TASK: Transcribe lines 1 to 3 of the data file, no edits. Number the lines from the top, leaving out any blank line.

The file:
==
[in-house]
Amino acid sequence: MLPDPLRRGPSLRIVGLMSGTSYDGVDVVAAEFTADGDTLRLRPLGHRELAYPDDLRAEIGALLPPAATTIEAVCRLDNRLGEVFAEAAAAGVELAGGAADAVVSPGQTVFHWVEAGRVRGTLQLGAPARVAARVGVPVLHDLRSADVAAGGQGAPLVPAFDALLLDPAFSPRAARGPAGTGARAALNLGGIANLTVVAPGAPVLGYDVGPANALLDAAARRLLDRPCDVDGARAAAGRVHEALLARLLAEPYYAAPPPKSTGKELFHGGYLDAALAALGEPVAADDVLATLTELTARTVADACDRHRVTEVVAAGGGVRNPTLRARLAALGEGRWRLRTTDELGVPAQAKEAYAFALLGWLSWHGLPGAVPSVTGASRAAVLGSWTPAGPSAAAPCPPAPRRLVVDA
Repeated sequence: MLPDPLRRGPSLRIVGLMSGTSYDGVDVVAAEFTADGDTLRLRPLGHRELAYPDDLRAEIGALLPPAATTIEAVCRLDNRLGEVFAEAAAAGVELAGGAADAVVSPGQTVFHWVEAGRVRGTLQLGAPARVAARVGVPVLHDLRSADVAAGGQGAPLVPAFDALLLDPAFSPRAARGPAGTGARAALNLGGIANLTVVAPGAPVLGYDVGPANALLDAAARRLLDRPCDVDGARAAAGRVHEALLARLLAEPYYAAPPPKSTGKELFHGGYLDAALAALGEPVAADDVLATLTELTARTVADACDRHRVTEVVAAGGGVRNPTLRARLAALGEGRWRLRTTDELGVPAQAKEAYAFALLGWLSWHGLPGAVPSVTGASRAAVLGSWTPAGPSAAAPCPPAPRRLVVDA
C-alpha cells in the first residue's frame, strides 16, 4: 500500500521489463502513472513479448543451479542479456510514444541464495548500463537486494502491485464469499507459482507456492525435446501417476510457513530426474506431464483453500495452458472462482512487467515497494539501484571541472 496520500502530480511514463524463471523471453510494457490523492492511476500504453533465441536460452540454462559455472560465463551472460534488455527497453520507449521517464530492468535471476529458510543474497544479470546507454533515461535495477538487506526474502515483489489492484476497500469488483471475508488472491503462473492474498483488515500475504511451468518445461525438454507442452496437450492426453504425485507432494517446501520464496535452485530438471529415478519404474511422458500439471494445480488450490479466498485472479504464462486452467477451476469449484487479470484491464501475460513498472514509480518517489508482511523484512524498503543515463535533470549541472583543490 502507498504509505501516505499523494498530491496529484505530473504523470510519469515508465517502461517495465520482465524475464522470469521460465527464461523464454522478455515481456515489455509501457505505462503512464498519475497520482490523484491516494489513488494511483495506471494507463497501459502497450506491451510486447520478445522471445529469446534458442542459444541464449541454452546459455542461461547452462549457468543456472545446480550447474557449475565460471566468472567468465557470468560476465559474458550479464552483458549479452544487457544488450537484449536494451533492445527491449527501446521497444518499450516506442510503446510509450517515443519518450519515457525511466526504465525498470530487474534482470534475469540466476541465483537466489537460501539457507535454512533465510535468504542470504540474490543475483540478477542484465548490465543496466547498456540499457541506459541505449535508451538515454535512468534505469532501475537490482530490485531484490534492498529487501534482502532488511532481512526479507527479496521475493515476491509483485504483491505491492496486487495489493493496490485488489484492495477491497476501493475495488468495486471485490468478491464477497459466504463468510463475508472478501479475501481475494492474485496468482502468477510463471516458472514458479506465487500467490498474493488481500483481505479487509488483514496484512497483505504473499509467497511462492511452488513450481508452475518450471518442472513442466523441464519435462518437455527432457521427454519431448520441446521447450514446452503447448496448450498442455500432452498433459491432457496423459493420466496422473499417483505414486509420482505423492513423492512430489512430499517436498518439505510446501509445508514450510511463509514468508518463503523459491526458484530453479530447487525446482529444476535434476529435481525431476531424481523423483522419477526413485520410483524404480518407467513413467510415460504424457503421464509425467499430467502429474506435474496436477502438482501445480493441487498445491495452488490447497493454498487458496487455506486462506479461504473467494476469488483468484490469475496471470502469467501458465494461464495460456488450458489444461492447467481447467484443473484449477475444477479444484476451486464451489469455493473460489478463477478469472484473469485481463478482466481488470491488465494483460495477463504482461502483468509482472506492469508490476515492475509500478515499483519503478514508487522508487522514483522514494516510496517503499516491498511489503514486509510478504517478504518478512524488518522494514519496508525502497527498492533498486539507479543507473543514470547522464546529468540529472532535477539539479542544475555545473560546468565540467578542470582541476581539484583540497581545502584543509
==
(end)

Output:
[in-house]
Amino acid sequence: MLPDPLRRGPSLRIVGLMSGTSYDGVDVVAAEFTADGDTLRLRPLGHRELAYPDDLRAEIGALLPPAATTIEAVCRLDNRLGEVFAEAAAAGVELAGGAADAVVSPGQTVFHWVEAGRVRGTLQLGAPARVAARVGVPVLHDLRSADVAAGGQGAPLVPAFDALLLDPAFSPRAARGPAGTGARAALNLGGIANLTVVAPGAPVLGYDVGPANALLDAAARRLLDRPCDVDGARAAAGRVHEALLARLLAEPYYAAPPPKSTGKELFHGGYLDAALAALGEPVAADDVLATLTELTARTVADACDRHRVTEVVAAGGGVRNPTLRARLAALGEGRWRLRTTDELGVPAQAKEAYAFALLGWLSWHGLPGAVPSVTGASRAAVLGSWTPAGPSAAAPCPPAPRRLVVDA
Repeated sequence: MLPDPLRRGPSLRIVGLMSGTSYDGVDVVAAEFTADGDTLRLRPLGHRELAYPDDLRAEIGALLPPAATTIEAVCRLDNRLGEVFAEAAAAGVELAGGAADAVVSPGQTVFHWVEAGRVRGTLQLGAPARVAARVGVPVLHDLRSADVAAGGQGAPLVPAFDALLLDPAFSPRAARGPAGTGARAALNLGGIANLTVVAPGAPVLGYDVGPANALLDAAARRLLDRPCDVDGARAAAGRVHEALLARLLAEPYYAAPPPKSTGKELFHGGYLDAALAALGEPVAADDVLATLTELTARTVADACDRHRVTEVVAAGGGVRNPTLRARLAALGEGRWRLRTTDELGVPAQAKEAYAFALLGWLSWHGLPGAVPSVTGASRAAVLGSWTPAGPSAAAPCPPAPRRLVVDA